The On- and Off-Campus Food Desert: The Story of a D3 Dining Hall and Only Adequate Off-Campus Food

Georgia Cantrell ‘26 

Contributing Writer 

The meme of the D3 dining hall is becoming too real. Running into people you don’t want to see and them not being as cute as they were the night before, waiting in lines for what seems like eternity, and only having one free option. It’s a legend coming into fruition. 

I understand it must be a difficult task to serve roughly 2,500 students three times a day, but we do have a 783 million dollar endowment. Mather’s meat looks like something from out of a dissection lab. Cave is mediocre but the options are limited, and they never seem to get your order right. Bistro is the best option, but it costs money, and the lines are almost always long. And for someone who lives in Jones, it’s a long way for a ham sandwich. Although, I will say. the BEC (bacon egg and cheese) at Bistro is the closest you can get to a classic bodega BEC on a roll. 

Another logistical problem is seating. Not only do we have limited options for food but limited options for sitting. There are never any tables open by the time you get your food, so you’re left wondering around aimlessly like a chicken with your head cut off. Lunchtime is like a stampede that you’ve never seen before, and if you don’t get to dinner right at 5:30, then you’re stuck waiting in the quesadilla line for up to 15 minutes.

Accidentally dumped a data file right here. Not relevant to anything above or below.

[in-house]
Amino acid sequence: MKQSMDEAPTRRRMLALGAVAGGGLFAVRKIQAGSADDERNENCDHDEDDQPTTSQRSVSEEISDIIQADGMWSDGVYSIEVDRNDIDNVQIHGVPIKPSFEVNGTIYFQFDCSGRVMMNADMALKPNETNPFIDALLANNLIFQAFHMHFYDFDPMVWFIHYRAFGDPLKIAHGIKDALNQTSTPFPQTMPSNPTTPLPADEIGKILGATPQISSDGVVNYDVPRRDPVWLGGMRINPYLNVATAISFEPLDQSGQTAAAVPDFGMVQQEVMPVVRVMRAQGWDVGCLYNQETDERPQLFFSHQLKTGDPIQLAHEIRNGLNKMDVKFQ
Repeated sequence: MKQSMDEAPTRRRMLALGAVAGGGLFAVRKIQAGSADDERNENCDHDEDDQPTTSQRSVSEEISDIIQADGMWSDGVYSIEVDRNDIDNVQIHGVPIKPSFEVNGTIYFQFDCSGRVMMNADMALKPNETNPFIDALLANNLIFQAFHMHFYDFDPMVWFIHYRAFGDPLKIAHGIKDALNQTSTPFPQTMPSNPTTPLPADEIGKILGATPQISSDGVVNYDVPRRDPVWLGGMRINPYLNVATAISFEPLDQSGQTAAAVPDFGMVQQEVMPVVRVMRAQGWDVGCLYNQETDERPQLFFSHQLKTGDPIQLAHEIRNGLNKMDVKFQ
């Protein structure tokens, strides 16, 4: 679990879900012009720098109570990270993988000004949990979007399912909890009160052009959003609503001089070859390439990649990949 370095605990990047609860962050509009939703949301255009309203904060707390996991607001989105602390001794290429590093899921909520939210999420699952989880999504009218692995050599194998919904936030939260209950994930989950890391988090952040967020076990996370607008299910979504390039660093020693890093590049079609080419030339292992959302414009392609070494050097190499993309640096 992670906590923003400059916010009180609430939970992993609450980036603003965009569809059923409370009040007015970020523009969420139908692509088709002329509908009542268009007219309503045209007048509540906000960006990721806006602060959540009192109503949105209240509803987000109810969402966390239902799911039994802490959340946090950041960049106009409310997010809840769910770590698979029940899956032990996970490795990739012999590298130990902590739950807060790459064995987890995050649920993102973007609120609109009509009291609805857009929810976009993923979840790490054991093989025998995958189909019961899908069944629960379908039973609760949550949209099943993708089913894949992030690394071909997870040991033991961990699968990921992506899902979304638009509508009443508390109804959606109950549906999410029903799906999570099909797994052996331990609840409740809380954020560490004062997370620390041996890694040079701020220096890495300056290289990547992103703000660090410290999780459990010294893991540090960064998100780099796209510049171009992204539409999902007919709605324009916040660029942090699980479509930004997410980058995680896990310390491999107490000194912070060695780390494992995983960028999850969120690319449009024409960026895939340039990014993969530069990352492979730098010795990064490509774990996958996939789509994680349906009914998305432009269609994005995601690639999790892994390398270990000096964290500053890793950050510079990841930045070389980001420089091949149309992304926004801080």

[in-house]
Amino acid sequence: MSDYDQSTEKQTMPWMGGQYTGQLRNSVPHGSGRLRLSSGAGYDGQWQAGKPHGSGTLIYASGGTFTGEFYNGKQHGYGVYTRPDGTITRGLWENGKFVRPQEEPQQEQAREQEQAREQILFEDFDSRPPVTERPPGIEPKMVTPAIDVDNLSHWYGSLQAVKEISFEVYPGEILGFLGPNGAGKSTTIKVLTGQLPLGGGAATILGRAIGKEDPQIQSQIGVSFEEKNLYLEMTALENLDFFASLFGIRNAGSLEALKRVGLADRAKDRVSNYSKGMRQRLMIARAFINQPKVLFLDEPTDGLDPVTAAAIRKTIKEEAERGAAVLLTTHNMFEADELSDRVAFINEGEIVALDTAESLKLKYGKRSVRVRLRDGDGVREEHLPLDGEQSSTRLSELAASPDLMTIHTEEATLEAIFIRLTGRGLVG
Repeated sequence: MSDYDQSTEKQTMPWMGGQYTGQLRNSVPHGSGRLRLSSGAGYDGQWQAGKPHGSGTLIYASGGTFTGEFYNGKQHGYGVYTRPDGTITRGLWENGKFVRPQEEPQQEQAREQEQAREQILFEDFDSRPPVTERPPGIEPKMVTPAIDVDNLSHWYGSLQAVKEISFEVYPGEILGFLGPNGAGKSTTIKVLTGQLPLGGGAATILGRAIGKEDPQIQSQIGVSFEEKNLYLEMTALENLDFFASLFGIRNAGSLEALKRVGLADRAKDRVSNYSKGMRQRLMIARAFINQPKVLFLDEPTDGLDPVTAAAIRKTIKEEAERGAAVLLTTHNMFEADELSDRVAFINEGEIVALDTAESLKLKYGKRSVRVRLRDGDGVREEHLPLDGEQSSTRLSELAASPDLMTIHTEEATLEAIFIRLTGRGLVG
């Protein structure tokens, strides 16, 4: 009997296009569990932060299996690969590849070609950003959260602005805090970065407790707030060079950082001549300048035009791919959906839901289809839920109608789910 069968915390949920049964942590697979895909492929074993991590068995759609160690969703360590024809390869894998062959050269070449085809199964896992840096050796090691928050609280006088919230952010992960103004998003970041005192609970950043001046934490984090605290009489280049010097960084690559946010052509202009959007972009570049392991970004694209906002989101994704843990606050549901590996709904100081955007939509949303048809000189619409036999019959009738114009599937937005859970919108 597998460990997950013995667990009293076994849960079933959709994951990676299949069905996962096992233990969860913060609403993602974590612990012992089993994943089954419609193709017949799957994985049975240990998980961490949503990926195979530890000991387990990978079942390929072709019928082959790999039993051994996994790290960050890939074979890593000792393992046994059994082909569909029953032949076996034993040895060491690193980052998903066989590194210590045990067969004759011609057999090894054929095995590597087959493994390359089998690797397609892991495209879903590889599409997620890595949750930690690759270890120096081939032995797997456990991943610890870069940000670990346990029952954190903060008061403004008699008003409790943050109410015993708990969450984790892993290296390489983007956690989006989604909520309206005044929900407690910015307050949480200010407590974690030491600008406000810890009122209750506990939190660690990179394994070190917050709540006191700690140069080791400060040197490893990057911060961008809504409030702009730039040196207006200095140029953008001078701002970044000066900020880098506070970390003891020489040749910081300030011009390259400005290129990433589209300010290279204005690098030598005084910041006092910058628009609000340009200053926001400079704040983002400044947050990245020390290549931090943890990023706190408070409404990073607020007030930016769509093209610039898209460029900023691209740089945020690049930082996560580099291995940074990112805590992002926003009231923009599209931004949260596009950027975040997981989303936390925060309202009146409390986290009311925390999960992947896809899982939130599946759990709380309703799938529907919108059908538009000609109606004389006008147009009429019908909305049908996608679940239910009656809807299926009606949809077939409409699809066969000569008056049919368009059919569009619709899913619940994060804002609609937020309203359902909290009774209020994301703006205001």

Yes, we’re a small liberal arts school, but I do believe there is room for one more dining option on campus. Seriously, as a college student with little to no cash flow coming in, I shouldn’t be having to buy groceries for a small family on Instacart every 2 weeks. 

Now enough of me complaining about the food on campus and allow me to switch to complaining about the food off campus.  It’s even worse—Angelina’s and Frenk Pepe’s not included. Last weekend my friends and I ordered $100 worth of Chinese food from Fung Chinese: orange chicken, General Tso’s chicken, pork egg rolls, beef lo mein, spring rolls, pork dumplings, and sesame chicken. Anything you could imagine we got and, of course, with some fried rice on the side. I had never been so excited to eat something in my life, but I was so quickly disappointed. A few bites into my chicken, and I notice that it doesn’t look so much like chicken anymore: it’s grey. 

At this moment, I knew I had made a mistake of ordering Chinese food in Hartford, CT. Don’t get me wrong, everything tasted great, but within 10 minutes of that first bite, I was popping Tums like there was no tomorrow. As I lay in my friend’s bed, I truly believed I had food poisoning. It was one of those things where you’re hot but you’re cold and slowly your face is turning paler by the minute. The small stomachache after eating at Mather could never compare to the ones we had after Fung Chinese.  

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